She became David’s queen, so if it was an attempt to seduce the king it was successful. After David had her husband Uriah killed in battle, Bathsheba became a prominent figure at court and maintained considerable influence. She used her influence directly by getting David to name Solomon his successor as king rather than Adonijah. When Solomon was old but still commanded the throne, she used her power directly to install her son as the new king, thus ensuring her survival, but after Adonijah made a play for the throne by asking to marry Abishag, David’s concubine, she acted sneakily and sed indirect power to manipulate Solomon into having Adonijah killed. Mothers of important men often have more to their stories than just mothering important men, and they are often portrayed as fairly complex characters. In addition to providing the men that would make history, many of these women use indirect power tactics like manipulation of traditional feminine roles to sneakily have their plans set in action as well as more direct methods like appealing to important men or even to God.

The four female prophets in the Bible have varying degrees of power and influence, but generally command more direct power than other women because of their elevated religious position. Miriam, Moses’ older sister and the first female prophet in the bible, may have been the same sister that watched over Moses’ basket and protected him while he floated down the Nile – directly protecting his life. During the Exodus from Egypt, though, she is punished by God when she attempts to assert direct power in a bid to share Moses’ leadership position.

Their brother Aaron also attempted to share the leadership role, but wasn’t punished for his actions showing the relative inequality of the genders in biblical times. The second female prophet, Hulda, was consulted about the legitimacy of a law book found by King Josiah’s men while rebuilding the Temple in Jerusalem. The fact that the king would consult her shows how much power and influence Hulda must have held. She was given the power of deciding directly whether or not the book they had found was legitimate.

Her acceptance of the book gave Josiah the confidence to enact it as law – she indirectly enacted the law through the king. Deborah may have been the most directly powerful of the female prophets. She led men in battle and became the first and only female judge. After she routed Sisera’s troops in battle, he fled on foot and another woman that exerts both manipulation and direct power enters the story. Jael is not an Israelite, but she takes power into her own hands – maybe in an attempt to curry favor with the Israelites who had just won an important battle.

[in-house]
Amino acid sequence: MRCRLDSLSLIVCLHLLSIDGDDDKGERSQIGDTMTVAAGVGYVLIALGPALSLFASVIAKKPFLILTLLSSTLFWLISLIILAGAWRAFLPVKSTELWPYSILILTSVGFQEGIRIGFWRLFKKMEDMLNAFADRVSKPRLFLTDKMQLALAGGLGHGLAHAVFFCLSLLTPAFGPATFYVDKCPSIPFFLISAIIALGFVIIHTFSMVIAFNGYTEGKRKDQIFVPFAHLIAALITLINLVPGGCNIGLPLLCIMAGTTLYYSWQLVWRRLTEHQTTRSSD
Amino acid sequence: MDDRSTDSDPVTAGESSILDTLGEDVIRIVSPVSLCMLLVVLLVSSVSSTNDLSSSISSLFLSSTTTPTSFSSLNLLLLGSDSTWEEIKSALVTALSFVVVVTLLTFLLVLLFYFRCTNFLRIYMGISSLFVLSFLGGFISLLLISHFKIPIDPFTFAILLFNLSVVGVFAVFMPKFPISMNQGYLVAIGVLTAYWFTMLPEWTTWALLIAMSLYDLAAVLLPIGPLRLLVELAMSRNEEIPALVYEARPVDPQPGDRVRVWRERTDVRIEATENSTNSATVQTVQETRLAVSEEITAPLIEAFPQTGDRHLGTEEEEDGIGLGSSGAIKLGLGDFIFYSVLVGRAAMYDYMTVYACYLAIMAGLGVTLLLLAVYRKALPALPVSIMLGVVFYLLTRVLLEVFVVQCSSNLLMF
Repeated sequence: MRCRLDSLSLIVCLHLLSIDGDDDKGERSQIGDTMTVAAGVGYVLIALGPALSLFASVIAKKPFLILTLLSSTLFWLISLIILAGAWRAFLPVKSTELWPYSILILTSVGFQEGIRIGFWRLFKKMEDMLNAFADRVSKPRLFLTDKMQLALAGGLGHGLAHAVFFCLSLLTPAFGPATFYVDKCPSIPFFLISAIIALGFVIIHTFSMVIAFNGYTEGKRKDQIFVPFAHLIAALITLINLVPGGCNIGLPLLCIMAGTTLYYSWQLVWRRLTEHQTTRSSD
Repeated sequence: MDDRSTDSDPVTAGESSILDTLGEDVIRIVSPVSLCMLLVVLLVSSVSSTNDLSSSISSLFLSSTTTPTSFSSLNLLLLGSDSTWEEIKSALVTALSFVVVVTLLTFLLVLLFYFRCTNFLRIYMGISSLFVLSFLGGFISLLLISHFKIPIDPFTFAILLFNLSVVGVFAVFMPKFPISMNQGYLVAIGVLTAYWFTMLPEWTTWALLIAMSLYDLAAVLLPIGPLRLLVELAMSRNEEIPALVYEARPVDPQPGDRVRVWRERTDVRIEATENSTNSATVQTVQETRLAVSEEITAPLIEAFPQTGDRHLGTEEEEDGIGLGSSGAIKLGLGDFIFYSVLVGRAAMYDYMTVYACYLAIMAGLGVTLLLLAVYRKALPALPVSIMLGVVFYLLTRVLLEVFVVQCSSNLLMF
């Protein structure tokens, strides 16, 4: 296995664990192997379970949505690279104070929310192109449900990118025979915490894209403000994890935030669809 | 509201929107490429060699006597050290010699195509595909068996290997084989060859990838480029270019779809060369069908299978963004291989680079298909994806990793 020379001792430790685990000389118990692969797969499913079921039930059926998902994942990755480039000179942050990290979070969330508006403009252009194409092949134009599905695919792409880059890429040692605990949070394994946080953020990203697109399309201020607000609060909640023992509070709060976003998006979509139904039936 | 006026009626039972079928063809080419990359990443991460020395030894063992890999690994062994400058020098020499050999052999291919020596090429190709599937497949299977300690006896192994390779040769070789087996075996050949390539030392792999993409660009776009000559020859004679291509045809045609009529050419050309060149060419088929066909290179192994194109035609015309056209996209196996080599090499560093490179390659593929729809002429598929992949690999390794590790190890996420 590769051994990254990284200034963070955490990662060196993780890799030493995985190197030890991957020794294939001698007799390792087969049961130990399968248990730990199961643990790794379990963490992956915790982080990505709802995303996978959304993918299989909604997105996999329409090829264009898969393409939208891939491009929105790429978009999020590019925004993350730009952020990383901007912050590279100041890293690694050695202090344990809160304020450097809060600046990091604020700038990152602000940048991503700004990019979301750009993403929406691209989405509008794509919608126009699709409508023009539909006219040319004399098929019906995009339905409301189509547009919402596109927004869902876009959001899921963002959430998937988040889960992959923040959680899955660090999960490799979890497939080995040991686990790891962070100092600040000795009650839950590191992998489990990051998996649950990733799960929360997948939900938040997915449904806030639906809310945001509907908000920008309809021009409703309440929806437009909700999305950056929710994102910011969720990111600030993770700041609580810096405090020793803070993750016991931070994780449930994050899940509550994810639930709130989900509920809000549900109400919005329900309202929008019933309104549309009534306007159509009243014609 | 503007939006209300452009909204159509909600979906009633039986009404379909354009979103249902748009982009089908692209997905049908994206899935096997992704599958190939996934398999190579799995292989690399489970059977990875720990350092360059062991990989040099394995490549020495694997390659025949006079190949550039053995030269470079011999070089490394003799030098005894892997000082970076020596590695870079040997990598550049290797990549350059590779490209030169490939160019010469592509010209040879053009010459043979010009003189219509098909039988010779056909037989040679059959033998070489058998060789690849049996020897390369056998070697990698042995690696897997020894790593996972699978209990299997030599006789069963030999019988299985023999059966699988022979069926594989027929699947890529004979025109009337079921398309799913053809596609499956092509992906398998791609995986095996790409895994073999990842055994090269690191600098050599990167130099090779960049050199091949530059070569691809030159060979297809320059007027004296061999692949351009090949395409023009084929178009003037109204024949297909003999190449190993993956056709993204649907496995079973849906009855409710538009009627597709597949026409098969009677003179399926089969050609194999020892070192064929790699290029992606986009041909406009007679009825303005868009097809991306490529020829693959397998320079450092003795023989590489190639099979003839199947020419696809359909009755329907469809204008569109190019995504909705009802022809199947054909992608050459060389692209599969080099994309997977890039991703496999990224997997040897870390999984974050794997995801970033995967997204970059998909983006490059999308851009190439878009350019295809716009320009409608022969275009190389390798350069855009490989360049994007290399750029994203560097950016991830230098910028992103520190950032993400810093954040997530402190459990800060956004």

Sisera fled to the tent of Jael, she let him in, made him feel comfortable and safe, lulled him to sleep, and then killed him by driving a tent stake through his head. Both of the women in this story exhibit direct power where they can, it is just that Deborah’s arena is much more all-encompassing than Jael’s. In the Bible, women are limited by their society in what they can and can’t do, so many of them become inventive and come up with methods to get their way through trickery or manipulation.

Sometimes this is depicted as negative trait and women are demonized and labeled treacherous or untrustworthy, but in several instances, it is their trickery itself that saves the entire community or allows the religion and culture of their people to be passed down for one more generation. The important mothers and female prophets recorded in the Bible are more-often-than-not multidimensional, complex characters whose roles help shape the history of their people.

The fact that they operate within a system that places a heavy burden of tradition and prescribed gender roles on them often forces them in to situations that would not work out in their favor if it were not for manipulation or trickery. This sort of behavior is bred out of the culture, not the other way around, so later interpretations that condemn women for treachery do not see the entire picture of the historical power structure and perpetuate subordinate gender roles, in turn perpetuating the need for feminine wile and manipulation.